There are few things more important than creating an estate plan, and in your estate plan, you will most likely include a will, powers of attorney, one or more trusts, and more. However, in today’s day and age, you should strongly consider planning your digital estate as well. This is something that can significantly benefit you in the long run, as you most likely have far more digital assets than you even realize. Please continue reading and speak with our Maryland estate planning attorneys to learn more about digital estates and how we can help you create one. Here are some of the questions you may have:
What digital assets may be incorporated into my digital estate?
When creating your digital estate, you have a lot to consider. Not only will you have various assets you wish to preserve, but you may also have various assets that you may wish to delete or destroy. Some of the most important digital assets are as follows:
- Any intellectual property you may own. Intellectual property can include trademarks, patents, and any other code you may have developed. Oftentimes, these assets are stored online, and you should include them in your list.
- Any electronically stored data you may own, such as data on a cloud, online, or on a device.
- Online accounts and their login information. This can include login information for shopping websites, social media accounts, blogs you contribute to, and more. Also, many people have gift cards and other forms of cryptocurrency that they may use online. Ensure these are protected as well.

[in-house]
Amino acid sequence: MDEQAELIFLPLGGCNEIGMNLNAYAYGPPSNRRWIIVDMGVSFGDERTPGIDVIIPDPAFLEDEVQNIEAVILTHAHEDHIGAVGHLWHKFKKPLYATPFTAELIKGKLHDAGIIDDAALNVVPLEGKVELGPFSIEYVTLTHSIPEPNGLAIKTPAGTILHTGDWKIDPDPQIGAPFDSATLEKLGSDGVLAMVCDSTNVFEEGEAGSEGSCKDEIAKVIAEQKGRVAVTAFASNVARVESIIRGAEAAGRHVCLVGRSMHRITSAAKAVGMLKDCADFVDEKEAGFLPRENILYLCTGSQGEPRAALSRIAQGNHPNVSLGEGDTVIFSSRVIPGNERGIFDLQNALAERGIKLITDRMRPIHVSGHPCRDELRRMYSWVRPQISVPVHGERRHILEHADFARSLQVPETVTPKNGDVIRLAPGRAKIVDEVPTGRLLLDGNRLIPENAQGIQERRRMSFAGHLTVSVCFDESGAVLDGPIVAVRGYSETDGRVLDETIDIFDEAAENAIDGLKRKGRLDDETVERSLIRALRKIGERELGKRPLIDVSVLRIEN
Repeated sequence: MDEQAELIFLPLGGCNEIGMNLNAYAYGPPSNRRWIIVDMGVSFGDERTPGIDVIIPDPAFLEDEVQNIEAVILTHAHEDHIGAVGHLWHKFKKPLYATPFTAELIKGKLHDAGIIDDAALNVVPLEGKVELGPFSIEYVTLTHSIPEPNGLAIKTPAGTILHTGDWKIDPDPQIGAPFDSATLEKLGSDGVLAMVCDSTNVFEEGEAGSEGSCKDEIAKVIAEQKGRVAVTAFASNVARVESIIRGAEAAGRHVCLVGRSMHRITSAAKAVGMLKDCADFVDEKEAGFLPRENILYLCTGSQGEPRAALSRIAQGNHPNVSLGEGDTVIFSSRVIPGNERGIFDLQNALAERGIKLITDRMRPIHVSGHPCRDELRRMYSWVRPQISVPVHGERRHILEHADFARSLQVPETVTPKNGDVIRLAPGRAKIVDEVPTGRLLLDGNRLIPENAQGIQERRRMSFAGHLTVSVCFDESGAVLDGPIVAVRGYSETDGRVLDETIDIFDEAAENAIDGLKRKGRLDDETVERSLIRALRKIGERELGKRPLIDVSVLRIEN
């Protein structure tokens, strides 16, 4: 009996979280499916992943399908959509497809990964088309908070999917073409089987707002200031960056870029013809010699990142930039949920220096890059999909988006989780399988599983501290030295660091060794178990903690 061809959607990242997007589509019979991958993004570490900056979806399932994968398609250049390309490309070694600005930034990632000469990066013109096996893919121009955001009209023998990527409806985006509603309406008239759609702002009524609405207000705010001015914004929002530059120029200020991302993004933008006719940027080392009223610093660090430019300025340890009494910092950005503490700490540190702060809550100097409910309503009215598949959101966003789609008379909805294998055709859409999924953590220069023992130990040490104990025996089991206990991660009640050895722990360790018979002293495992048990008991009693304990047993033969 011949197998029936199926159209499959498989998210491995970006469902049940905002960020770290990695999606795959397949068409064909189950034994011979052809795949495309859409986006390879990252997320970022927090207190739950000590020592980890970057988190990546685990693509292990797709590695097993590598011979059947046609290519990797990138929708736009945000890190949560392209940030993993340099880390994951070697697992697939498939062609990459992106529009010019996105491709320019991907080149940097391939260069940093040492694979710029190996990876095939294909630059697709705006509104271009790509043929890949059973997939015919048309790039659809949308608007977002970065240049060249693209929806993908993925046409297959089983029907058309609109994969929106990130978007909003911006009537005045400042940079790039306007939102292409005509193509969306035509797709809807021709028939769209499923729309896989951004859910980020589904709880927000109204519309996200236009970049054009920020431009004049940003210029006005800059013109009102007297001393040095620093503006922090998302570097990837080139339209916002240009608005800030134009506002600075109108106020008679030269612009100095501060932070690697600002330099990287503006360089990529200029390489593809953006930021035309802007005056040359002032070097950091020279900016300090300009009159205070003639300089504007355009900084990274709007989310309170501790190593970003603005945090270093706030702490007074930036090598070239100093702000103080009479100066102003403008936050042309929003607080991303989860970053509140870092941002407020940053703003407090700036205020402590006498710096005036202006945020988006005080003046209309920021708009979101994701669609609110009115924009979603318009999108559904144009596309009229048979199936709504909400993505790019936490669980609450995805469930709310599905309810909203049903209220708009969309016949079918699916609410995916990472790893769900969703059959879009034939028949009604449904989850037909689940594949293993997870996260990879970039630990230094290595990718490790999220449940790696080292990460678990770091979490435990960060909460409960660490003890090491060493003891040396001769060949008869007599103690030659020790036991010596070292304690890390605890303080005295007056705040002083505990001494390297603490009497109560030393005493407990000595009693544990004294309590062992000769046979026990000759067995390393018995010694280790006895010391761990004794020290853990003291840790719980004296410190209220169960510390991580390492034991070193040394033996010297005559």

- Protect all physical assets that may have digital assets on them, such as computers, phones, iPads, tablets, and more.
What is a digital executor?
A digital executor is a person you will appoint to handle your digital estate. Essentially, you will appoint someone you trust who will know your passwords, the locations of your digital assets, and more. This person will then be in charge of distributing these assets according to your wishes upon your passing. The responsibility, clearly, is not one to be taken lightly. Though a digital executor is not a legally binding position, you can instruct the executor of your estate to appoint a digital executor of your choosing.
Contact our experienced Montgomery County, Maryland firm
The attorneys at JD Katz have years of experience compassionately guiding clients in Maryland through the estate planning and administration process. Our firm also has experience with matters of elder law, business law, tax law, and litigation. For a legal team that will put your needs first, contact JD Katz today.